CLL - Episode 1

ASH 2020: Results From the Phase 1/2 BRUIN Trial

April 23, 2021

FOR YOUR REFERENCE: What Are Clinical Trials?

Clinical trials determine whether a drug works in humans and whether it is safe and effective. To find out whether a drug can be approved for use, the Food and Drug Administration (FDA) requires four phases of a clinical trial. The number of participants increases in each phase, starting from 20 to 80 people for a phase 1 trial to up to 3,000 for a phase 3 trial (Figure 1).1

  • Phase 1: tests an experimental treatment on a small group of often healthy people to judge its safety and side effects and find the correct dosage.
  • Phase 2: focuses on effectiveness and obtains preliminary data on whether the drug works in people who have a certain disease or condition.
  • Phase 3: gathers more information about safety and effectiveness, studies different populations and dosages, and examines use of the drug in combination with other drugs.
  • Phase 4: occurs after FDA approval; monitors safety and effectiveness in large, diverse populations; and collects information on long-term side effects.

FOR YOUR REFERENCE: What Is Chronic Lymphocytic Leukemia?

Chronic lymphocytic leukemia (CLL) is a form of cancer that starts in the blood-forming cells in bone marrow that become certain white blood cells, called lymphocytes. In CLL, cancer occurs in B cells, a type of lymphocyte, which defends your body against infection. These cells change and become cancer cells, or leukemia cells, that can grow out of control and spread by traveling into the blood to other parts of the body.2

Patients with CLL may experience symptoms such as weakness, fatigue, weight loss, chills, fever, night sweats, swollen lymph nodes, pain and a sense of fullness in the belly. Although these signs and symptoms can point to CLL, tests are needed for a diagnosis. Many people with CLL do not have any symptoms at the time of their diagnosis; their leukemia is found during blood tests for unrelated health issues or routine checkups.3 CLL is usually recognized when blood counts performed for unrelated reasons reveal lymphocytosis, or a higher-than-normal amount of lymphocytes in the body.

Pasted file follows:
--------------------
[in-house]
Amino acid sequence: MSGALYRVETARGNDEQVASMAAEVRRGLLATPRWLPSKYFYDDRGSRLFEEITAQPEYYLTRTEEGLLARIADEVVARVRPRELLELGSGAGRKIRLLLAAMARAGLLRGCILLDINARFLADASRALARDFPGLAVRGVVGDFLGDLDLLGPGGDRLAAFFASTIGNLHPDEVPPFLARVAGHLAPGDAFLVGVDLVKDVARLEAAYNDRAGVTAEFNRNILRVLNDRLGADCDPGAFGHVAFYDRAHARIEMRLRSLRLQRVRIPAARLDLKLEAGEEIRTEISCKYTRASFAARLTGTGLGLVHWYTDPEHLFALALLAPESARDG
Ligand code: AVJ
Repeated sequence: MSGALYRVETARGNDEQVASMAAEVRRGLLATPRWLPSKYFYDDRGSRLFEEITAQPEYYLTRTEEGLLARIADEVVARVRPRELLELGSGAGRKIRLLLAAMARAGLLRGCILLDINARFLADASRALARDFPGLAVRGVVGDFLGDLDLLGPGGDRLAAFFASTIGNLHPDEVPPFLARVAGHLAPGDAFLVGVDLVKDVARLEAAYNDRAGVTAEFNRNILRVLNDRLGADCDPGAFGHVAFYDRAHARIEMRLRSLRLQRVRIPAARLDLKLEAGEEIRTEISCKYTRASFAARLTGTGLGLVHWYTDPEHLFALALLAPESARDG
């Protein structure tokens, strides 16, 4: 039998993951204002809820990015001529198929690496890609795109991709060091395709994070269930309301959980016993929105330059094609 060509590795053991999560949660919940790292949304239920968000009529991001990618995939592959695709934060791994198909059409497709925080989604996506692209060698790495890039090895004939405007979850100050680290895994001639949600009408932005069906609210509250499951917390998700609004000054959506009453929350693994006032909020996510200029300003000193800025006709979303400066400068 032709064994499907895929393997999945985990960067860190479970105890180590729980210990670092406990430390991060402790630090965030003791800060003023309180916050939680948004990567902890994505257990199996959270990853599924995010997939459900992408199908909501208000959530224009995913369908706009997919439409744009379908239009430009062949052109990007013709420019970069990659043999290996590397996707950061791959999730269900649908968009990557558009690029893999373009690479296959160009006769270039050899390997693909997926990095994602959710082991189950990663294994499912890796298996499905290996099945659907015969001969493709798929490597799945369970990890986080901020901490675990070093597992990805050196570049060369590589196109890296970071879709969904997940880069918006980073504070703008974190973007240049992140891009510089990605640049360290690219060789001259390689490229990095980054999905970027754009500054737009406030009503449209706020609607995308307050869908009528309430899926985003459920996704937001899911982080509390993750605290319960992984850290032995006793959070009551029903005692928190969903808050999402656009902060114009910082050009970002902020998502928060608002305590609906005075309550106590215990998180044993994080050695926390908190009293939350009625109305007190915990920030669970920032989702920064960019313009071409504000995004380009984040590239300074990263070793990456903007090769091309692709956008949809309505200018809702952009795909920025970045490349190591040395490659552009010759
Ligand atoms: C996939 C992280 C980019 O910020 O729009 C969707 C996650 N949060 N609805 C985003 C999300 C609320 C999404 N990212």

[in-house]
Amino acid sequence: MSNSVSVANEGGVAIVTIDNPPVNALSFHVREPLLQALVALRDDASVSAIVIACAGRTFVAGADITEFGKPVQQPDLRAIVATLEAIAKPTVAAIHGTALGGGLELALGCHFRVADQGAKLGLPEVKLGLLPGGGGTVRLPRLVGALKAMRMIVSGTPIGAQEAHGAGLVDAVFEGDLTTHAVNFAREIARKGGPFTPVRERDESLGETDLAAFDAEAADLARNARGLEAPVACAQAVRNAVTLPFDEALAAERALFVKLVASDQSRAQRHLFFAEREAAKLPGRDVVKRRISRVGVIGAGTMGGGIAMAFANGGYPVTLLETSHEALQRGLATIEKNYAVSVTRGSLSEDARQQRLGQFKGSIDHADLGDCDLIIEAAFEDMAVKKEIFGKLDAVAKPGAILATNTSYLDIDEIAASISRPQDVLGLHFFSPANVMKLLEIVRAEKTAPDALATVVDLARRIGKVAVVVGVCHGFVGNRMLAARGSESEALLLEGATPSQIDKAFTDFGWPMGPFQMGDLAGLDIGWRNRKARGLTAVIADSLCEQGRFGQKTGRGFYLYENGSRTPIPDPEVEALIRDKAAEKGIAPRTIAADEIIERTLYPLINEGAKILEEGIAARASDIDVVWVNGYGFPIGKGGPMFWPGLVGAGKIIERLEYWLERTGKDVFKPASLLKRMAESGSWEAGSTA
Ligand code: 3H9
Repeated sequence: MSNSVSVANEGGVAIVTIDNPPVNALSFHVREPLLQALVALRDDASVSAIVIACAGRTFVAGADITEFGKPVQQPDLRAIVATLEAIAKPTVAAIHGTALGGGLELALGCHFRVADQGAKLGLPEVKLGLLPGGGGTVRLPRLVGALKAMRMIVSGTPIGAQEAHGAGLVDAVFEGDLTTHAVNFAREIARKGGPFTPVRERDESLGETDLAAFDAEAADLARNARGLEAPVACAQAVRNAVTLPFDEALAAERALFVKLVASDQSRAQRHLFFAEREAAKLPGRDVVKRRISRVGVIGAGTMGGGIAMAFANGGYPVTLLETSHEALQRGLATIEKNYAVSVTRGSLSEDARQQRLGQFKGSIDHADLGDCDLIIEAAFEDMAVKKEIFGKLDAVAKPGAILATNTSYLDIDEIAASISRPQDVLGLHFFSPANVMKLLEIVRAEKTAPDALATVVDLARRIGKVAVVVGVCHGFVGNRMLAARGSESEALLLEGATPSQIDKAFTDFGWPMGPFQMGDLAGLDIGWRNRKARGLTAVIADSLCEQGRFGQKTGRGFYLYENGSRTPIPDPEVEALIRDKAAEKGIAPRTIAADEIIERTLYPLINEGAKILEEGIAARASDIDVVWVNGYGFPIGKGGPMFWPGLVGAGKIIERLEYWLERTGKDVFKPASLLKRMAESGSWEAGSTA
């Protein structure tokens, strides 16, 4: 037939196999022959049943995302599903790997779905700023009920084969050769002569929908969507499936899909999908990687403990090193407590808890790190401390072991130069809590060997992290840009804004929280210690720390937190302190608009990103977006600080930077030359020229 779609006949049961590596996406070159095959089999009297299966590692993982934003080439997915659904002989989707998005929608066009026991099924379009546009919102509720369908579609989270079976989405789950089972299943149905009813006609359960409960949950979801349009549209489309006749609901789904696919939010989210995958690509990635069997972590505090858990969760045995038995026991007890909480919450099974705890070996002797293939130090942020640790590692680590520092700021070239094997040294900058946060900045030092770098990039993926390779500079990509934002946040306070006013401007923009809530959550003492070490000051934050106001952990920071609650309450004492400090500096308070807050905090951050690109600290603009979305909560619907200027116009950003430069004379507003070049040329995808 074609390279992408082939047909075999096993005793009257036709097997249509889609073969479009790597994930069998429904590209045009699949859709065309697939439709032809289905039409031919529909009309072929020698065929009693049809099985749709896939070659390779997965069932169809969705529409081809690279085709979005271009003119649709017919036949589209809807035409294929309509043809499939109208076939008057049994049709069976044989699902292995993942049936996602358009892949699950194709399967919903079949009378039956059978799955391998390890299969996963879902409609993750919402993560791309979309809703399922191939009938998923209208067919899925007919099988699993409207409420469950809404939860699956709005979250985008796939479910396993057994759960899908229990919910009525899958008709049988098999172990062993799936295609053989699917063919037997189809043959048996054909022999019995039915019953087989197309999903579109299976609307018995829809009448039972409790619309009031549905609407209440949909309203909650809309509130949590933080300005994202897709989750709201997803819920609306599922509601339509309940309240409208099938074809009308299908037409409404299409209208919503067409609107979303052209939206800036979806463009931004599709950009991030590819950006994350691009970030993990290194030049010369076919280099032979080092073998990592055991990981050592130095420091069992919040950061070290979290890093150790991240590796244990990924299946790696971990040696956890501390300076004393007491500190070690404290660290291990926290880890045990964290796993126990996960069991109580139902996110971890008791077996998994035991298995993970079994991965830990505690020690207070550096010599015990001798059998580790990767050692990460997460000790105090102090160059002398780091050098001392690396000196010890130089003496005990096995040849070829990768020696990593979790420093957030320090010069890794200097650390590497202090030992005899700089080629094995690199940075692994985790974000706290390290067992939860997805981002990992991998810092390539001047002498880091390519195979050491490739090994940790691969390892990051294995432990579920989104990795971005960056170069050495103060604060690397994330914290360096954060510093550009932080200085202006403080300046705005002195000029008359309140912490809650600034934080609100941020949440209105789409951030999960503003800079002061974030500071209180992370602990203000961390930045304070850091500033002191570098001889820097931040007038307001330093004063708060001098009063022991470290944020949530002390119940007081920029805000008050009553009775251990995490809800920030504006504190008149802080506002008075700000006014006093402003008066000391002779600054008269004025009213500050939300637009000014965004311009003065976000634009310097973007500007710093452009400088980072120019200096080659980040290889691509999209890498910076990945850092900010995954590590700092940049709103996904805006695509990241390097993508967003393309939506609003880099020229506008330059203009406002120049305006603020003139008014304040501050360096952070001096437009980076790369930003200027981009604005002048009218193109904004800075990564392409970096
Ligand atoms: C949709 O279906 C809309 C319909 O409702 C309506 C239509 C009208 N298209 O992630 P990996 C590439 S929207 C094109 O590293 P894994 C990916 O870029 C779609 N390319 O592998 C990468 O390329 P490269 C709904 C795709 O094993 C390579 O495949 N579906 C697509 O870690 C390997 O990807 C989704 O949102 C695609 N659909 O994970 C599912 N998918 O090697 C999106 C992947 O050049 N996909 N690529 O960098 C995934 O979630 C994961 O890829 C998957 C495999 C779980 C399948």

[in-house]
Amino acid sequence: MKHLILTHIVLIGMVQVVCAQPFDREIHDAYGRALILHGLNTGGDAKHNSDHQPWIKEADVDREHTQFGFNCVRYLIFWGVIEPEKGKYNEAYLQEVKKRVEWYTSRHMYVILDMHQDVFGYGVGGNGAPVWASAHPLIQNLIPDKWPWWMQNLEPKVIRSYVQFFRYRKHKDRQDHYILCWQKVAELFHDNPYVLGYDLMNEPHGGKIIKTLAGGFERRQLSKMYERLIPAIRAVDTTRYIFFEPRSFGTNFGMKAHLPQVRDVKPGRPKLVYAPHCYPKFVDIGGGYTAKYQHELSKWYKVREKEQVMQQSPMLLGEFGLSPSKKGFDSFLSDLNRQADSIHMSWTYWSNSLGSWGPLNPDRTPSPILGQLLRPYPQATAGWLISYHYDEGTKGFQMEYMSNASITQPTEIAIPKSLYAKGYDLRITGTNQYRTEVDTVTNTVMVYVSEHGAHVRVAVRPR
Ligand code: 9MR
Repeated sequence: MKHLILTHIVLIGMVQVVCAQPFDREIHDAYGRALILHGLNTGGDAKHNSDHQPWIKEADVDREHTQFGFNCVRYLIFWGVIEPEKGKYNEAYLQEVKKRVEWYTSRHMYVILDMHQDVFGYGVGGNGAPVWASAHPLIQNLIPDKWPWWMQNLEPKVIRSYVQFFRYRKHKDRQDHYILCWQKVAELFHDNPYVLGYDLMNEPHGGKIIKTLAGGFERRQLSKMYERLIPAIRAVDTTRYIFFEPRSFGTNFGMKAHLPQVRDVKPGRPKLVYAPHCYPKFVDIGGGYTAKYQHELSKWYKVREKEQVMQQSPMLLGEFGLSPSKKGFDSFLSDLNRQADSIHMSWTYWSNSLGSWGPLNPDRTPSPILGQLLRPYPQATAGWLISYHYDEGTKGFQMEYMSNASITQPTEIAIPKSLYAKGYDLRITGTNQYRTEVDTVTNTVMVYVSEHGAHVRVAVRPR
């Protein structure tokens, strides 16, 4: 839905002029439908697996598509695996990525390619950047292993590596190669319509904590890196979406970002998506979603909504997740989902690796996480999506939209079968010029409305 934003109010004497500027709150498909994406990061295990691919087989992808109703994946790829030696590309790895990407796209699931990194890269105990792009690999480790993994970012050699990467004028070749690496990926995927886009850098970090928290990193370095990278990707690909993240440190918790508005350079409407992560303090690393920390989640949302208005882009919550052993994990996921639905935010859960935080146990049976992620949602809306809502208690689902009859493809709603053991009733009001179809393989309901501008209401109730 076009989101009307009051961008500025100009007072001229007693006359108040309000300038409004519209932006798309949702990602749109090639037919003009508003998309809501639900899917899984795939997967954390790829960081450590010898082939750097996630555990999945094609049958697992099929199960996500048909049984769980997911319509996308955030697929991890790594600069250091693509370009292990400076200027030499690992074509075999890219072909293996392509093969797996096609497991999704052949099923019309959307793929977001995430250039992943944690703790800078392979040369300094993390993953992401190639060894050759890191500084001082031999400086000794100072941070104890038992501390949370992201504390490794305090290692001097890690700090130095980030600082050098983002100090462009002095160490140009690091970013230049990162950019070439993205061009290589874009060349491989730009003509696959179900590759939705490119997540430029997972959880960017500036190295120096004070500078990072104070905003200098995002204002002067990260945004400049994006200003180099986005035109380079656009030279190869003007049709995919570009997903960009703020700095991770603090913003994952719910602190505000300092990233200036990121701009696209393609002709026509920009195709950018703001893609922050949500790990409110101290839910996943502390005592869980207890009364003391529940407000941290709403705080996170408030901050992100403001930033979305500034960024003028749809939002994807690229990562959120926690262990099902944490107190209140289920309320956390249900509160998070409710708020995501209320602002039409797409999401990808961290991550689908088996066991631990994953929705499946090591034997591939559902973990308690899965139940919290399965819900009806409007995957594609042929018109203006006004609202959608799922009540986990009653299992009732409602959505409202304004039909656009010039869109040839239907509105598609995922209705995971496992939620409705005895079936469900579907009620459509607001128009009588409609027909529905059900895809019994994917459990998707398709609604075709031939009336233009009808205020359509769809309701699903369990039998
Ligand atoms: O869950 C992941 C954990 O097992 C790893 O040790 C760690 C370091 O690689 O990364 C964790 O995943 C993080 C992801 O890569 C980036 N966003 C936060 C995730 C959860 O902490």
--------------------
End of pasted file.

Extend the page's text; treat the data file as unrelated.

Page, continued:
Treatment options for patients with CLL include the following4:

  1. Watchful waiting.
  2. Radiation therapy.
  3. Chemotherapy.
  4. Immunotherapy.
  5. Targeted therapy.
  6. Clinical trials.

Patients undergoing CLL treatment often experience a complete or partial response to initial therapy — but not always. Consequently, CLL can be classified as relapsed or refractory (R/R), depending on how the disease responds to treatment. Relapsed CLL describes CLL that responded to therapy initially, but stopped responding after six or more months.5 Refractory CLL refers to CLL that does not respond to treatment, or result in the disappearance of signs of disease (but might be stable), or CLL that worsens within six months of the last treatment.5

FOR YOUR REFERENCE: What Agents Were Investigated in the BRUIN Trial?

Bruton tyrosine kinase (BTK) inhibitors block the enzyme BTK, which plays a key role in the development and survival of white blood cells. BTK inhibitors are taken orally and are very important agents in the treatment of CLL. There are some gene mutations that reduce the effectiveness of BTK inhibitors and mechanisms, and treatment failure can occur if the patient develops resistance to the therapy. In some patients, treatment may need to be discontinued due to side effects.6,7